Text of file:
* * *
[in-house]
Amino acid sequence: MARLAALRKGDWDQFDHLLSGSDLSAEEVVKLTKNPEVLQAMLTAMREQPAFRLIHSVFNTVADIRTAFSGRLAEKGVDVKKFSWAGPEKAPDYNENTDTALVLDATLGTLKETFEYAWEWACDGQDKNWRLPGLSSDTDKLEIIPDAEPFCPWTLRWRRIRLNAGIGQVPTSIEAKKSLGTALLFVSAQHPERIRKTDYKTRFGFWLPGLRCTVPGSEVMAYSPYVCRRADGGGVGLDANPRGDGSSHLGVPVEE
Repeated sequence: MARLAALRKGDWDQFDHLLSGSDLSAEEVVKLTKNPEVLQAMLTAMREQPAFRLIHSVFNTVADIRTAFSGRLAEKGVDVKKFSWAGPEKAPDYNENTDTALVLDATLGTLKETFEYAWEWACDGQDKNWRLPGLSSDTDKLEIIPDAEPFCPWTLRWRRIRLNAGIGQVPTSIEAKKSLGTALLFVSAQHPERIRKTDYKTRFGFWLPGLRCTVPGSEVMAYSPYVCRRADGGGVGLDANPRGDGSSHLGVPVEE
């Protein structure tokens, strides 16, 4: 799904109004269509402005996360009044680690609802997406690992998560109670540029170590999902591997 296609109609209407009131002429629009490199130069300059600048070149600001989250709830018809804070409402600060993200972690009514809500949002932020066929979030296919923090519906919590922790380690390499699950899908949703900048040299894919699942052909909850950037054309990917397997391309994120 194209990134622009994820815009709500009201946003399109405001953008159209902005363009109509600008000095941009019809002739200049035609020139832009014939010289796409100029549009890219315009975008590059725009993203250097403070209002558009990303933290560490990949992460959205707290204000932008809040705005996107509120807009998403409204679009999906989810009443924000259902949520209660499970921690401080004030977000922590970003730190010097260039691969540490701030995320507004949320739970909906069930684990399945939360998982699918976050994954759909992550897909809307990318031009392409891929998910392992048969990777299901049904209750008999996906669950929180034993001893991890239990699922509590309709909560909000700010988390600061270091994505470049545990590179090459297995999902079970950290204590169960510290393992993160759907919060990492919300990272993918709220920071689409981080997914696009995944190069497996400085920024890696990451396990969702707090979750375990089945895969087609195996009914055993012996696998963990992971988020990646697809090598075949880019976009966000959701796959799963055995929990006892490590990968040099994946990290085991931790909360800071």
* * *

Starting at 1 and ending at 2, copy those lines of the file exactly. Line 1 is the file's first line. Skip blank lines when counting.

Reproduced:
[in-house]
Amino acid sequence: MARLAALRKGDWDQFDHLLSGSDLSAEEVVKLTKNPEVLQAMLTAMREQPAFRLIHSVFNTVADIRTAFSGRLAEKGVDVKKFSWAGPEKAPDYNENTDTALVLDATLGTLKETFEYAWEWACDGQDKNWRLPGLSSDTDKLEIIPDAEPFCPWTLRWRRIRLNAGIGQVPTSIEAKKSLGTALLFVSAQHPERIRKTDYKTRFGFWLPGLRCTVPGSEVMAYSPYVCRRADGGGVGLDANPRGDGSSHLGVPVEE